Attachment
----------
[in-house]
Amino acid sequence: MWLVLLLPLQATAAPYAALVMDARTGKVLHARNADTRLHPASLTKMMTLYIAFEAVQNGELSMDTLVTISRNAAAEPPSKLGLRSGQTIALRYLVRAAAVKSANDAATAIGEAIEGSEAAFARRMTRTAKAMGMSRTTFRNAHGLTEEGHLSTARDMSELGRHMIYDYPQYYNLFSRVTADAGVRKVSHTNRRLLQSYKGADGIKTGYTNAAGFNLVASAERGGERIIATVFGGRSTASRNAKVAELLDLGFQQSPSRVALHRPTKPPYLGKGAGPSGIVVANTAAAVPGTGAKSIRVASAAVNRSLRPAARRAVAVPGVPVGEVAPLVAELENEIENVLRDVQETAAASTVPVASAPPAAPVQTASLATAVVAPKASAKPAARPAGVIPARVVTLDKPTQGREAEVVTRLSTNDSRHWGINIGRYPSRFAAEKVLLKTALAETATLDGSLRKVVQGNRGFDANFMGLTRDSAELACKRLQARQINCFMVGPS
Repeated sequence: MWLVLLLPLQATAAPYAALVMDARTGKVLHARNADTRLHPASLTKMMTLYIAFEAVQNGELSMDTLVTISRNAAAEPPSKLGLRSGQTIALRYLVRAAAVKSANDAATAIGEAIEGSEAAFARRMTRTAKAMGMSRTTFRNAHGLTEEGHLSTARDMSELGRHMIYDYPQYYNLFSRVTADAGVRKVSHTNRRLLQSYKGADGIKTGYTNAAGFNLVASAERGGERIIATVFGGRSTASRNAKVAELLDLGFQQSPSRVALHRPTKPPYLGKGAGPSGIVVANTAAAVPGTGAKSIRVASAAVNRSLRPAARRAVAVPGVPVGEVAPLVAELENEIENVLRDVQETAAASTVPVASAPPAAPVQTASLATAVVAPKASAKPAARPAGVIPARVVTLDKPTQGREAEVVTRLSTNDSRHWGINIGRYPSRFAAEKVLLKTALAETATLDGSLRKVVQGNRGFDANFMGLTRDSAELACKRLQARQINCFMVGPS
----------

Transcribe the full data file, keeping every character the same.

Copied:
[in-house]
Amino acid sequence: MWLVLLLPLQATAAPYAALVMDARTGKVLHARNADTRLHPASLTKMMTLYIAFEAVQNGELSMDTLVTISRNAAAEPPSKLGLRSGQTIALRYLVRAAAVKSANDAATAIGEAIEGSEAAFARRMTRTAKAMGMSRTTFRNAHGLTEEGHLSTARDMSELGRHMIYDYPQYYNLFSRVTADAGVRKVSHTNRRLLQSYKGADGIKTGYTNAAGFNLVASAERGGERIIATVFGGRSTASRNAKVAELLDLGFQQSPSRVALHRPTKPPYLGKGAGPSGIVVANTAAAVPGTGAKSIRVASAAVNRSLRPAARRAVAVPGVPVGEVAPLVAELENEIENVLRDVQETAAASTVPVASAPPAAPVQTASLATAVVAPKASAKPAARPAGVIPARVVTLDKPTQGREAEVVTRLSTNDSRHWGINIGRYPSRFAAEKVLLKTALAETATLDGSLRKVVQGNRGFDANFMGLTRDSAELACKRLQARQINCFMVGPS
Repeated sequence: MWLVLLLPLQATAAPYAALVMDARTGKVLHARNADTRLHPASLTKMMTLYIAFEAVQNGELSMDTLVTISRNAAAEPPSKLGLRSGQTIALRYLVRAAAVKSANDAATAIGEAIEGSEAAFARRMTRTAKAMGMSRTTFRNAHGLTEEGHLSTARDMSELGRHMIYDYPQYYNLFSRVTADAGVRKVSHTNRRLLQSYKGADGIKTGYTNAAGFNLVASAERGGERIIATVFGGRSTASRNAKVAELLDLGFQQSPSRVALHRPTKPPYLGKGAGPSGIVVANTAAAVPGTGAKSIRVASAAVNRSLRPAARRAVAVPGVPVGEVAPLVAELENEIENVLRDVQETAAASTVPVASAPPAAPVQTASLATAVVAPKASAKPAARPAGVIPARVVTLDKPTQGREAEVVTRLSTNDSRHWGINIGRYPSRFAAEKVLLKTALAETATLDGSLRKVVQGNRGFDANFMGLTRDSAELACKRLQARQINCFMVGPS